Pali text, illustration and English translation of Dhammapada verse 193:
dullabho purisājañño na so sabbattha jāyati |
yattha so jāyati dhīro taṃ kūlaṃ sukhamedhati || 193 ||
193. Hard to find the pure and noble who isn’t born just anywhere, wherever one so wise is born that family thrives happily.
The Story of the Question Raised by Venerable Ānanda
While residing at the Jetavana Monastery, the Buddha spoke this verse, with reference to the question raised by Venerable Ānanda.
One day, Venerable Ānanda pondered thus: “Our Teacher has told us that thoroughbreds of elephants are born only among Chaddanta and Uposatha breeds, that thoroughbreds of horses are born only among the Sindh breed, that thoroughbreds of cattle are born only among the Usabha breed. Thus, he had talked to us only about the thoroughbreds of elephants, horses and cattle, but not of the noblest of men (purisājanno).”
After reflecting thus, Venerable Ānanda went to the Buddha, and put to him the question of the nobles of men. To him, the Buddha replied,” Ānanda, the noblest of men is not born everywhere, he is born among Khattiyamahāsāla and Brahmanamahāsāla, the wealthy clans of Khattiya and Brahmana.”
Explanatory Translation (Verse 193)
purisājañño dullabho, so sabbattha na jāyati
so dhīro yattha jāyati taṃ kulaṃ sukhaṃ edhati
purisājañño [purisājañña]: a noble being among men (a Buddha); dullabho [dullabha]: is rare; so: that kind of rare being; sabbattha: in all places; na jāyati: is not born; so dhīro [dhīra]: that noble and wise person; yattha: if in some place; jāyati: if born; taṃ kulaṃ [kula]: that family; sukhaṃ edhati: to happiness comes
The Buddha is rare indeed. Such a rare person is not born everywhere. If such a noble and wise person were born in a clan, that clan will reap happiness.
Commentary and exegetical material (Verse 193)
sabbattha na jāyati: not born everywhere. The reference is to the birth of the Buddha. The Buddha is not born just anywhere. The would-besage was in heaven when he was invited by the deities and brahmas to be born on Earth as the Buddha. But the Buddha, before assenting to their wish, made what is called the five great observations (pañca mahā-vilokana). He observed, namely, the time, the continent, the country, the family, and the mother and her span of life. In the first of these observations, he asked himself whether it was the right time or not. “It is not the right time when the length of men’s lives is more than a hundred thousand years. And why is it not the right time? For then the birth, ageing and dying of beings are not manifest, and there is no teaching of the Dhamma of Buddhas that is freed from the three characteristic marks, so that when they (Buddhās) are talking to these (people) about impermanence, anguish and no-self, they say, ‘Whatever is this they are talking about?’ and think it should neither be listened to nor believed. Consequently there is no penetration. This being so, it is a dispensation not leading out. Therefore, this is not the right time.” “Also, it is not the right time when men’s lives are less than a hundred years. And why is it not the right time? Then beings are abounding in defilements; and an exhortation given to those who are abounding in defilements makes no impression, but, like a mark drawn with a stick on the surface of the water, it immediately disappears. This, therefore, also is not the right time.”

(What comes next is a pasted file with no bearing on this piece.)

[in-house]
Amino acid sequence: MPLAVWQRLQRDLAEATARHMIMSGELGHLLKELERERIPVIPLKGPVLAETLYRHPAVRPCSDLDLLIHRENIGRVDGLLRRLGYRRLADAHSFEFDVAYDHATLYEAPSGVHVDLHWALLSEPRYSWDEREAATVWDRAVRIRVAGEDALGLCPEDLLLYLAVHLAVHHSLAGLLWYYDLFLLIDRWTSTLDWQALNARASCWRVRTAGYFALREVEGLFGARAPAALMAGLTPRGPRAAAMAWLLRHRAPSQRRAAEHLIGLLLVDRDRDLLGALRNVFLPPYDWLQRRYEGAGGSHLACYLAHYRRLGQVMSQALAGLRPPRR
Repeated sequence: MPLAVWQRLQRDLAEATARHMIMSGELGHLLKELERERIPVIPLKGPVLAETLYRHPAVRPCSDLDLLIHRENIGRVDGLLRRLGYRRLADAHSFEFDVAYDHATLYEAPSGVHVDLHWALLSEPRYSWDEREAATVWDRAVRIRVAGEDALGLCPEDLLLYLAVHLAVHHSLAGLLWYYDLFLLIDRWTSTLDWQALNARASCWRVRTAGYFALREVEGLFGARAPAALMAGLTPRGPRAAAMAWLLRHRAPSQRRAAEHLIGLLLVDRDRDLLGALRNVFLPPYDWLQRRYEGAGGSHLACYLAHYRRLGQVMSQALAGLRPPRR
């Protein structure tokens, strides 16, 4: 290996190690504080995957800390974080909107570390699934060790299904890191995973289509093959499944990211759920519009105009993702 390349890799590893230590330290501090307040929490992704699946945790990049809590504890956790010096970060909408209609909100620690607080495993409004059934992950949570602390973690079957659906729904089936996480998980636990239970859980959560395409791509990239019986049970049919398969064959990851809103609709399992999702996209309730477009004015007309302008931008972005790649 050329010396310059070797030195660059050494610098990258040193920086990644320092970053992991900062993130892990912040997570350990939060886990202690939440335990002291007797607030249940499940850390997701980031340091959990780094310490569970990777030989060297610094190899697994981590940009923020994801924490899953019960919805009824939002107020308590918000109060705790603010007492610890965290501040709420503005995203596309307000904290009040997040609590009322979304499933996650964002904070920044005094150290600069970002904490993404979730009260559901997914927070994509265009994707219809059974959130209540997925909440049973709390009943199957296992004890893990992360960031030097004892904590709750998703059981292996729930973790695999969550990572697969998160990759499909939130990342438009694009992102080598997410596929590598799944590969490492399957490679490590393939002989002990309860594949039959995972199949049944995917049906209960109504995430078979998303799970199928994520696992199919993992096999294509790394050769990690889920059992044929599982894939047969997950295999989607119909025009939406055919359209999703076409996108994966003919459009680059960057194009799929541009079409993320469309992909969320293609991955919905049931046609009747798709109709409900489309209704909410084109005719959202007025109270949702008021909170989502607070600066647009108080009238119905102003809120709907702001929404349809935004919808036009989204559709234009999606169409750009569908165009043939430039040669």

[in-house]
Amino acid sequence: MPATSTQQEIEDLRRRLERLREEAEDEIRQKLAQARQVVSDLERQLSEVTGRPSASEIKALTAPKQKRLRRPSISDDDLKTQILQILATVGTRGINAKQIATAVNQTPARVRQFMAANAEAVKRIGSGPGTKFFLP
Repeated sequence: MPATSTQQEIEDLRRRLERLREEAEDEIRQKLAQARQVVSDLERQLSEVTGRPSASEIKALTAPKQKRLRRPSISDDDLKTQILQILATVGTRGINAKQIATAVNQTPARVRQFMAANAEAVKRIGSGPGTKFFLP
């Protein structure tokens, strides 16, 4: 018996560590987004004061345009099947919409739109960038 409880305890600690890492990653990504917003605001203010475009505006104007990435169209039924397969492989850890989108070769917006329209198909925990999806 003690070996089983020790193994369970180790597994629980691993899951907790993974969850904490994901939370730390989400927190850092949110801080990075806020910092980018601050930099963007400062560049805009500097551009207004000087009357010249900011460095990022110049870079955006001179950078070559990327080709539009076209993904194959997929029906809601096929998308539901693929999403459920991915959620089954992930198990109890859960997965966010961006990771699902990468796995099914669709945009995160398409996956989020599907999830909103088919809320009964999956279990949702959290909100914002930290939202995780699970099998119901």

But when the length of men’s lives is between a hundred years and a hundred thousand years, then it is the right time. Now at that time men’s lives were a hundred years; accordingly, the Buddha observed that it was the right time for his birth.
Next, he made the observation concerning the continent. Looking over the four continents with the surrounding islands, he reflected, “In three of the continents the Buddhas are never born; only in Jambudīpa are they born.” Thus, he decided on the continent. Next, he made the observation concerning the place. “The continent of Jambudīpa is large,” thought he, “being ten thousand leagues around. In which of its countries are the Buddhas born?” And, observing the region, he decided on the middle country in the city of Kapilavatthu.
Then he made the observation concerning the family. “The Buddhas,” thought he, “are never born either in a vessa (merchant) family or in suddha (labourer) family. But they are born either in a khattiya (noble) family or in a brāhmin (priest) family whichever is then of the higher repute in the world. At the present time the khattiya (noble) family is of the higher repute in the world. I will be born therein. The king named Suddhodana will be my father.” Thus, he decided on the family.
Then he made the observation concerning the mother. “The mother of a Buddha,” thought he, “is never a wanton, nor a drunkard, but is one who had fulfilled perfections through a hundred thousand cycles, and has kept the five precepts unbroken from the day of her birth. Now this queen named Mahāmāyā is such a one. She shall be my mother. But, what shall be her span of life?” And he perceived that it was to be ten months and seven days.
Having thus made the five great observations, he kindly promised the devas what they requested, saying, “Venerables, you are right. The time has come for my Buddhahood.” Then, surrounded by the devas of the Tusita heaven, and dismissing all the other devas, he entered the Nandana Grove of the Tusita heaven, for in each of the heavens there is a Nandana Grove. And here, the devatās said, “Attain in your next existence your high destiny,” and kept reminding him that he had already paved the way to it by his accumulated merit. Now it was while he was thus dwelling, surrounded by these deities, and continually reminded of his accumulated merit, that he died, and was conceived in the womb of queen Mahāmāyā. This event took place in the month of Esala (July, August), on the day of full-moon, early in the morning under the asterism (nekata) of Uttarasālha.